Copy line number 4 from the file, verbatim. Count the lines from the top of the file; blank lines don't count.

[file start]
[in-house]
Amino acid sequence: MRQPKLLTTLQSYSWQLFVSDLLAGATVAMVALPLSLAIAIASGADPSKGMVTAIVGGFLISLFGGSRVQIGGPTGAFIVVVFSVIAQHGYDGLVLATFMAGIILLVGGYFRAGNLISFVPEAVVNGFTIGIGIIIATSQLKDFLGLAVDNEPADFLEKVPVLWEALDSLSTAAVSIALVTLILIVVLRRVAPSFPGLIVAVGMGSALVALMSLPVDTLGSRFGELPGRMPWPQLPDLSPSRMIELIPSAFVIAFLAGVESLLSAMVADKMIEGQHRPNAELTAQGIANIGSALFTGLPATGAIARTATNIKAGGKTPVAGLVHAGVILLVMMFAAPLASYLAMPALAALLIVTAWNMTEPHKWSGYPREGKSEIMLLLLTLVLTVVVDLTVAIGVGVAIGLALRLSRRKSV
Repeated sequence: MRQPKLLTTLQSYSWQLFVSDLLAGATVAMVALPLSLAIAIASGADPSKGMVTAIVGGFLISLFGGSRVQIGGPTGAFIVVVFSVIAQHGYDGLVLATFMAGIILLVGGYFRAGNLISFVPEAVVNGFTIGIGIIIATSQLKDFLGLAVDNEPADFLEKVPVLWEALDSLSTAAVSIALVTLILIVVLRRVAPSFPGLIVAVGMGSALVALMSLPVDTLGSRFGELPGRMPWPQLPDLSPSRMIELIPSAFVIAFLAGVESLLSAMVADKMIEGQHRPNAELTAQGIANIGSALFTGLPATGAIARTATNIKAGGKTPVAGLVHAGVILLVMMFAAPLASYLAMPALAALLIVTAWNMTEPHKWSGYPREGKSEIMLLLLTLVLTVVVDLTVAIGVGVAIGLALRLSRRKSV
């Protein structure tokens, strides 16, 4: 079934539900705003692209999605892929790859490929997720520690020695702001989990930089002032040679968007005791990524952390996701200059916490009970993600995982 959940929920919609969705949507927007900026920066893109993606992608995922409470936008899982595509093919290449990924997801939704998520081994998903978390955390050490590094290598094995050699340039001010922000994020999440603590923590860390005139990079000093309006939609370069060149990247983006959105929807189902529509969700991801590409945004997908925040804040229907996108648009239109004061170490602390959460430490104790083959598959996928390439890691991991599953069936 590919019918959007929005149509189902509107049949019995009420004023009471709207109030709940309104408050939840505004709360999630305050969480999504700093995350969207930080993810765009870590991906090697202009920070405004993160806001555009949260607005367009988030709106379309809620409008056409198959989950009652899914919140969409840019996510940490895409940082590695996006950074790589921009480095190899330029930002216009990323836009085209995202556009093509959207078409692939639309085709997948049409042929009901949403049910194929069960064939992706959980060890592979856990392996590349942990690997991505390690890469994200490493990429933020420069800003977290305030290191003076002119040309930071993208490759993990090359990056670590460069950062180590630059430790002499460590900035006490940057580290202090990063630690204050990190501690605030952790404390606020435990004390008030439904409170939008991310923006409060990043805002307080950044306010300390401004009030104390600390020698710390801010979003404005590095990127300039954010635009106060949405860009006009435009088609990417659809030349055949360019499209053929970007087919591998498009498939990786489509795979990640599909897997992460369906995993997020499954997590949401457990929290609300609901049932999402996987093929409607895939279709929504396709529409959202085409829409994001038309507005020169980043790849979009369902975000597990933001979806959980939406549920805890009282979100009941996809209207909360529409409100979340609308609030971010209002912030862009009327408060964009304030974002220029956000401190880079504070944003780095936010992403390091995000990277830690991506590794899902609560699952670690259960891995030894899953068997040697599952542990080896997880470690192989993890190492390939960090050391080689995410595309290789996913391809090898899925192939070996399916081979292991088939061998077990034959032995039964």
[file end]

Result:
């Protein structure tokens, strides 16, 4: 079934539900705003692209999605892929790859490929997720520690020695702001989990930089002032040679968007005791990524952390996701200059916490009970993600995982 959940929920919609969705949507927007900026920066893109993606992608995922409470936008899982595509093919290449990924997801939704998520081994998903978390955390050490590094290598094995050699340039001010922000994020999440603590923590860390005139990079000093309006939609370069060149990247983006959105929807189902529509969700991801590409945004997908925040804040229907996108648009239109004061170490602390959460430490104790083959598959996928390439890691991991599953069936 590919019918959007929005149509189902509107049949019995009420004023009471709207109030709940309104408050939840505004709360999630305050969480999504700093995350969207930080993810765009870590991906090697202009920070405004993160806001555009949260607005367009988030709106379309809620409008056409198959989950009652899914919140969409840019996510940490895409940082590695996006950074790589921009480095190899330029930002216009990323836009085209995202556009093509959207078409692939639309085709997948049409042929009901949403049910194929069960064939992706959980060890592979856990392996590349942990690997991505390690890469994200490493990429933020420069800003977290305030290191003076002119040309930071993208490759993990090359990056670590460069950062180590630059430790002499460590900035006490940057580290202090990063630690204050990190501690605030952790404390606020435990004390008030439904409170939008991310923006409060990043805002307080950044306010300390401004009030104390600390020698710390801010979003404005590095990127300039954010635009106060949405860009006009435009088609990417659809030349055949360019499209053929970007087919591998498009498939990786489509795979990640599909897997992460369906995993997020499954997590949401457990929290609300609901049932999402996987093929409607895939279709929504396709529409959202085409829409994001038309507005020169980043790849979009369902975000597990933001979806959980939406549920805890009282979100009941996809209207909360529409409100979340609308609030971010209002912030862009009327408060964009304030974002220029956000401190880079504070944003780095936010992403390091995000990277830690991506590794899902609560699952670690259960891995030894899953068997040697599952542990080896997880470690192989993890190492390939960090050391080689995410595309290789996913391809090898899925192939070996399916081979292991088939061998077990034959032995039964």